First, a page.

Myopia and its related illnesses

Myopia, as it is defined, afflicts many people.  Those with myopia see nearby objects clearly but distant objects appear blurred. (Wikipedia) Singaporeans are known to have one of the highest rates of myopia in the world. Many blame it on computer games, TV and reading in a poorly-lit room.

It seems myopia has not only overtaken our sensory functions but also our way of thinking.

Our treasured and dearly-loved elites over at Serangoon Gardens most clearly and stunningly exhibited this form of myopia. Not only myopia, might I humbly add, but also xenophobia and sheer racism.

Before I continue, I have a disclaimer. I do not appreciate the massive human jams on the public transport system nor in the shopping district especially on Sundays. While it is easy to blame foreigners, I don’t. I resent that it is crowded environment but I also greatly appreciate that we need these foreigners in our midst. Its the same everywhere else in this world. Fact of life: No one wants to work as a cleaner for $800 a month. Yet in my estate, I see young men and women from China clearing our the rubbish, dilligently, might I add.  (The economic solution to this is to pay higher wages for cleaners, similar to what we give our young educated men and women. In fact, economic theory suggests that we have to pay even more salaries to attract people to work in lousy jobs because they are lousy jobs. The result? We have to pay at least $2,000 to get a local young worker to work as a cleaner. The implications are quite clear, of course.)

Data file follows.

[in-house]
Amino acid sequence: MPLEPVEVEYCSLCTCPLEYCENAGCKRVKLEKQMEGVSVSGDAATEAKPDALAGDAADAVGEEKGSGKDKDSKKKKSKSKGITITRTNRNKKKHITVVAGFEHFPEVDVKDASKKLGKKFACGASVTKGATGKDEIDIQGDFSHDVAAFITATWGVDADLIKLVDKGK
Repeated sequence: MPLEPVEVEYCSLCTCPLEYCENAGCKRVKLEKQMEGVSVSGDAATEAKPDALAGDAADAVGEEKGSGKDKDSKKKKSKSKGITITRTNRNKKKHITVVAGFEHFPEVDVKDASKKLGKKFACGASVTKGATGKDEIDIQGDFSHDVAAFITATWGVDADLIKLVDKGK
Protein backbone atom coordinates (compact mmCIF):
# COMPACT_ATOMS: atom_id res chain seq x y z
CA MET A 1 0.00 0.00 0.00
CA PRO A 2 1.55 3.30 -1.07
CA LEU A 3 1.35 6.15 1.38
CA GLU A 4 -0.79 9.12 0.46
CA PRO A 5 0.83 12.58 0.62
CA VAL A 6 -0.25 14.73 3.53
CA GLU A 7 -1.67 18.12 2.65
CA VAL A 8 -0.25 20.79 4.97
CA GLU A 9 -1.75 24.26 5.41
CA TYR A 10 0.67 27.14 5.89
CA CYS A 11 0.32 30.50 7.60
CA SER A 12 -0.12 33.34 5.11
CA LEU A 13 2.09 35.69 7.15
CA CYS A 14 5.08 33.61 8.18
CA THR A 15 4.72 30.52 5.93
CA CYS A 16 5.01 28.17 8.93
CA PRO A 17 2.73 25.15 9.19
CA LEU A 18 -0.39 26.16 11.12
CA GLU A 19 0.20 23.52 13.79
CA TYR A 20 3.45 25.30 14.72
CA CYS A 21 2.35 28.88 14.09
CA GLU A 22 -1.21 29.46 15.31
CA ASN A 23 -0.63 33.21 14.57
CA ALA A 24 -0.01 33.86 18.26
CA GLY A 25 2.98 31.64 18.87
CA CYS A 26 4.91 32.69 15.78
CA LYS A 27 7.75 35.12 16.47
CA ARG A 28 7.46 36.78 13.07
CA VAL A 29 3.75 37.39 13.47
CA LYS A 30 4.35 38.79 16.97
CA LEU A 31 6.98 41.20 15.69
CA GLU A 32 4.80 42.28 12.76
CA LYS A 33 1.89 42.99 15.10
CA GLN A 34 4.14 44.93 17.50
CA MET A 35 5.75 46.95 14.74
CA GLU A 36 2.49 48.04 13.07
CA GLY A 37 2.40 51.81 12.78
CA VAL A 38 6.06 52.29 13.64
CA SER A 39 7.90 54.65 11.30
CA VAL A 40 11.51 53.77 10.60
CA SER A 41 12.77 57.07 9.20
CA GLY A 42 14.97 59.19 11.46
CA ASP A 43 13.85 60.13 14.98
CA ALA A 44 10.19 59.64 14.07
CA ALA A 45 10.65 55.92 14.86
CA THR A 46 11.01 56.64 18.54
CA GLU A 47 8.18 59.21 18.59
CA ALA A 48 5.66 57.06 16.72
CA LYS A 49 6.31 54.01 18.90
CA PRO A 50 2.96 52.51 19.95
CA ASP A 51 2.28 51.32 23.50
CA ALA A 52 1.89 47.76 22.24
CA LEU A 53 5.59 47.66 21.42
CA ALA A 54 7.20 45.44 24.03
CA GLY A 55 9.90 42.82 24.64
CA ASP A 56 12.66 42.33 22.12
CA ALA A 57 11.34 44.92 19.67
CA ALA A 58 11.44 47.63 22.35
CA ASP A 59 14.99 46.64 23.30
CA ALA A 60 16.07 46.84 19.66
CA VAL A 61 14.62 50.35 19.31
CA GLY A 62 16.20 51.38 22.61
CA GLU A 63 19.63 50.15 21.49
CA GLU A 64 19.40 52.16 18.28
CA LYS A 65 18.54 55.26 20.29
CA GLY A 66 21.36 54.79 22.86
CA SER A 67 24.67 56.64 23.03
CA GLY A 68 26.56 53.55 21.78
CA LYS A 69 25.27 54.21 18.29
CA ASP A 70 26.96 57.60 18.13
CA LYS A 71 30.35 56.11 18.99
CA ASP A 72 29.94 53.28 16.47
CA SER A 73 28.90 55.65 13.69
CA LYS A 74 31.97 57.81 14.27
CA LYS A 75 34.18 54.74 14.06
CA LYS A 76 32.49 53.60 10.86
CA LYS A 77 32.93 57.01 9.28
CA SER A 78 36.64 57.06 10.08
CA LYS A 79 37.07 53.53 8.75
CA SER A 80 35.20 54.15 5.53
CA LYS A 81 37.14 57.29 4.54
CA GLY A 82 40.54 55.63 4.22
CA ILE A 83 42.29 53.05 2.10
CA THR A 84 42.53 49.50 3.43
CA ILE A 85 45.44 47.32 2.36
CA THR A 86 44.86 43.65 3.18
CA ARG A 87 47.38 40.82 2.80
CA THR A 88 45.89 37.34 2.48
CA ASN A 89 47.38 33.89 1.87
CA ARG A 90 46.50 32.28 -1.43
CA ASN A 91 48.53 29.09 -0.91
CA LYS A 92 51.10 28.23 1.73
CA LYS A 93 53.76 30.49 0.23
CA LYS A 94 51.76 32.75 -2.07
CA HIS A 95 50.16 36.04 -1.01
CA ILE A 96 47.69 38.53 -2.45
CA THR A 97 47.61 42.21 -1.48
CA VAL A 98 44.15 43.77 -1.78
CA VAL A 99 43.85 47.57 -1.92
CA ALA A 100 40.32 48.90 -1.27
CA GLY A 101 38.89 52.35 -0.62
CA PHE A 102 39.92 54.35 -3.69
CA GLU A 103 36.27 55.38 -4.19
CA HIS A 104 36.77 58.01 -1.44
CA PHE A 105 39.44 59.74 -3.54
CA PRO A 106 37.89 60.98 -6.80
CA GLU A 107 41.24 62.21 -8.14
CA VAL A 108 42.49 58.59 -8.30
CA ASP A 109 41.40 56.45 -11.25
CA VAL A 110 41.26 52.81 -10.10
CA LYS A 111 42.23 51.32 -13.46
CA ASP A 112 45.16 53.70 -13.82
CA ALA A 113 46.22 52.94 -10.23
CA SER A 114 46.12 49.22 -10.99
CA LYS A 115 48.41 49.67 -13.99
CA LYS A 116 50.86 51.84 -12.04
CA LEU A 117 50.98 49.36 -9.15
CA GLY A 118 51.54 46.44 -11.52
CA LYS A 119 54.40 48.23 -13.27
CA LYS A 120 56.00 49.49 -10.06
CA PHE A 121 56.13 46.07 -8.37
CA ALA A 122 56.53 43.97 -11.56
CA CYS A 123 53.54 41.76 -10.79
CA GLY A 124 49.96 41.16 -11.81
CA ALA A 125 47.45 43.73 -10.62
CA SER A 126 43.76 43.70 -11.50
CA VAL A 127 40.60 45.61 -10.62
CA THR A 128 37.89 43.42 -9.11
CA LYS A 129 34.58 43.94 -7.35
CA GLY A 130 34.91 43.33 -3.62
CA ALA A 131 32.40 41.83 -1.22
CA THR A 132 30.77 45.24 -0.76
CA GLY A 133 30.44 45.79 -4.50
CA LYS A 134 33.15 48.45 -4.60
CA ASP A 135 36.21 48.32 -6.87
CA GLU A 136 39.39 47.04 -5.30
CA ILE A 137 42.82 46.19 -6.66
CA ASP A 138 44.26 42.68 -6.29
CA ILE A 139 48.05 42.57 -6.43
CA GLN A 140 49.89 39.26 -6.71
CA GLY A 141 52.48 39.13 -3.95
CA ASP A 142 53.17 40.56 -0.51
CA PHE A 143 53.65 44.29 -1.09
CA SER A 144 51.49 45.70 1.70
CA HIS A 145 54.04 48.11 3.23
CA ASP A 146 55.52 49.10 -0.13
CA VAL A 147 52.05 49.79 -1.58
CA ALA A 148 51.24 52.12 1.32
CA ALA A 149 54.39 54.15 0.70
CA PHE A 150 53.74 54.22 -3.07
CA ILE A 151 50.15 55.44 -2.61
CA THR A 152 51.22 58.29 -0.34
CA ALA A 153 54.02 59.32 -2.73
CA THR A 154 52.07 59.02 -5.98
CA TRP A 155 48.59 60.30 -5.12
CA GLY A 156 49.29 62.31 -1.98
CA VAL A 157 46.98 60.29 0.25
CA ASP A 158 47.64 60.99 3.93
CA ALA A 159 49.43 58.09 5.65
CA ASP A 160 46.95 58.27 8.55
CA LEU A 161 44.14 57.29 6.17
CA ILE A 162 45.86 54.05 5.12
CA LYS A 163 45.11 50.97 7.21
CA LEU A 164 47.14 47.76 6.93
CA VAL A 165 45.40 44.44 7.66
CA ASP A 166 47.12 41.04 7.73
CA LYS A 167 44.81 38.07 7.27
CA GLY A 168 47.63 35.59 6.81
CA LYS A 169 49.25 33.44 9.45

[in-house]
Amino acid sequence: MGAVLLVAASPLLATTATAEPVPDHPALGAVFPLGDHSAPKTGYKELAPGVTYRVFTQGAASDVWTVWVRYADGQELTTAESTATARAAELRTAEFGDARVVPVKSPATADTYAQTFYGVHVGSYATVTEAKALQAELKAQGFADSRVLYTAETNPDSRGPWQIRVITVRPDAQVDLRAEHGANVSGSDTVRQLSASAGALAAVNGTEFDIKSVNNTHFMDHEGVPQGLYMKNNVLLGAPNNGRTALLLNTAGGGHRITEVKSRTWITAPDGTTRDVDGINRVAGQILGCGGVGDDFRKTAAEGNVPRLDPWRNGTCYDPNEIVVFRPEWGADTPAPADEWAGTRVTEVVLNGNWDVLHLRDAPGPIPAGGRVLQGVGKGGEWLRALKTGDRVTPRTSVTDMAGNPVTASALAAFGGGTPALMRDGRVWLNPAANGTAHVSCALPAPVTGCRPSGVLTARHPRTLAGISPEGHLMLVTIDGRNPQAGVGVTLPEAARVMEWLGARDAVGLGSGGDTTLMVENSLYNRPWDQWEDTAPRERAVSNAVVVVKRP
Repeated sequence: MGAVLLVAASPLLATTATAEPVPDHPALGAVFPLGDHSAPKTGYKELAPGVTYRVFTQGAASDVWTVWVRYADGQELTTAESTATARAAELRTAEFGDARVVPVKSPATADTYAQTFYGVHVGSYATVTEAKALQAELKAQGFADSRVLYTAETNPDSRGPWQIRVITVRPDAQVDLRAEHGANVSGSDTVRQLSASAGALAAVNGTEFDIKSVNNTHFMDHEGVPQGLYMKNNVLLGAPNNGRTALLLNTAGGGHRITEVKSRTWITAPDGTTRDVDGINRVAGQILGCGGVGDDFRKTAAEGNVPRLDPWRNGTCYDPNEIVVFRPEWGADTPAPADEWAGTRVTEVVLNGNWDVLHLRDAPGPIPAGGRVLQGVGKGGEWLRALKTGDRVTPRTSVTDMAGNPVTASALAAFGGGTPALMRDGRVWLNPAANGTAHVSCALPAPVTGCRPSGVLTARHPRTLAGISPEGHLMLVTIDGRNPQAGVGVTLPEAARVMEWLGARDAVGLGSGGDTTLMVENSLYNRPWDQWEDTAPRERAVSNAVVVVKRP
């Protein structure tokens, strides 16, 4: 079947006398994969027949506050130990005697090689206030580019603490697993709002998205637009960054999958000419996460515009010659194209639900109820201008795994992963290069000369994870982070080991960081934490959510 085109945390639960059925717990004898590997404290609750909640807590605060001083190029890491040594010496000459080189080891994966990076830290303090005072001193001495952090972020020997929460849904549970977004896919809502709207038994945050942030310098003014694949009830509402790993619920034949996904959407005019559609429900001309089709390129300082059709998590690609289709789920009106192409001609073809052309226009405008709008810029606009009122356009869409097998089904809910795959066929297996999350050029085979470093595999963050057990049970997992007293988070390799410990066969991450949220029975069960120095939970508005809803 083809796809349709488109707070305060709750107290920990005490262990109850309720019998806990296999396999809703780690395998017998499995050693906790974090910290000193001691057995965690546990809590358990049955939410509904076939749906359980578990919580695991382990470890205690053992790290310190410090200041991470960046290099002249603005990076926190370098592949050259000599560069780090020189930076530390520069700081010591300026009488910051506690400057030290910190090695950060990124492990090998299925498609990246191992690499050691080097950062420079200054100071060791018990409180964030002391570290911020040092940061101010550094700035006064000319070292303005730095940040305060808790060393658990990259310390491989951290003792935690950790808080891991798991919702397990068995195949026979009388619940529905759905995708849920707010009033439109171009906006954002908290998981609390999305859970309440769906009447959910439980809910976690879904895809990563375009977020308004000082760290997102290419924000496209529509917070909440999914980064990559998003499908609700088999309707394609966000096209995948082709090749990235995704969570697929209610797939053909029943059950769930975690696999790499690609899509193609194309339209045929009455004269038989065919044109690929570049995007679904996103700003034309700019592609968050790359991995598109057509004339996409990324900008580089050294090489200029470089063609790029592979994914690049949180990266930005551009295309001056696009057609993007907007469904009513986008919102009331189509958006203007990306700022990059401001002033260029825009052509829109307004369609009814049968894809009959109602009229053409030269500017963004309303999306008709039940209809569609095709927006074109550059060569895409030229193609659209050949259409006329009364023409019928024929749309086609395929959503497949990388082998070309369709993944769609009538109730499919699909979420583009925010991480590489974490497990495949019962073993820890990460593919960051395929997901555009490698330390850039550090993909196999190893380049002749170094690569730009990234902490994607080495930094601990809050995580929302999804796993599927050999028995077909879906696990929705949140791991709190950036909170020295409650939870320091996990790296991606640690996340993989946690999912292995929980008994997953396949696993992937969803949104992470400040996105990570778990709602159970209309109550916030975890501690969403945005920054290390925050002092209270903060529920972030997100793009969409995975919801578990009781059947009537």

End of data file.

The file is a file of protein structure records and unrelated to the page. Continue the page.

The kind folks over at Serangoon Gardens seem to forget that their trash would pile up if not for foreign workers; their roads not smoothened out, their $2m houses not built; gold taps not fixed; their BMW/Mercedes cars not shined. They are actually okay with foreigners, just not stinky, smelly, dirty (might I daresay, black or dark) foreign workers.

No, let me correct that: they are not okay with having to share their living space in suburban heaven with such creatures. As long as they are out of sight, smell and mind, its okay.  Foreign workers are free to mix with the rest of Singapore, since, you know, people with no money don’t really count as thinking, living organisms either.

The government’s solution? Instead of correcting or reprimanding such racism, it went on to suggested that it would set up a segregated ghetto, as it will certainly become. (WTF are going to be cleaners for a compound of cleaners??!)

“Regardless of race, language or religion to build a democratic society…” Obviously, foregn workers not counted.

I weep for Raja’s vision.


About onedimensionalman

An average 20 something year-old living in Singapore and despairing over the state of my home, where economics, not politics, is top dog. It is, in fact, ultra-capitalist corporation masquerading as a nation where citizens have limited rights and much responsibility. While I support being accountable for one's speech, I prefer to remain anonymous for now. The work that I do makes it very difficult for me to reveal my name. Hopefully this project will continue for years to come, until I have finally changed my job.

Posted on September 8, 2008, in Personal, Singapore and tagged , , . Bookmark the permalink. 10 Comments.

  1. pleasze-get-off-yr-high-chair

    what’s wrong with paying $2000 for a local to work as a cleaner??? this is a respectable honest job and all of us need it done.

    because of pple like you who think it is ok to exploit cheap labour from overseas, there will likewise be pple who think that these dark-skinned pple should be set apart from them.

    so please, stop calling the kettle black. it’s a matter of degree of tolerance for pple like you.

  2. onedimensionalman

    Unfortunately, miss/mr get-off-your-high-chair, that is the capitalist system.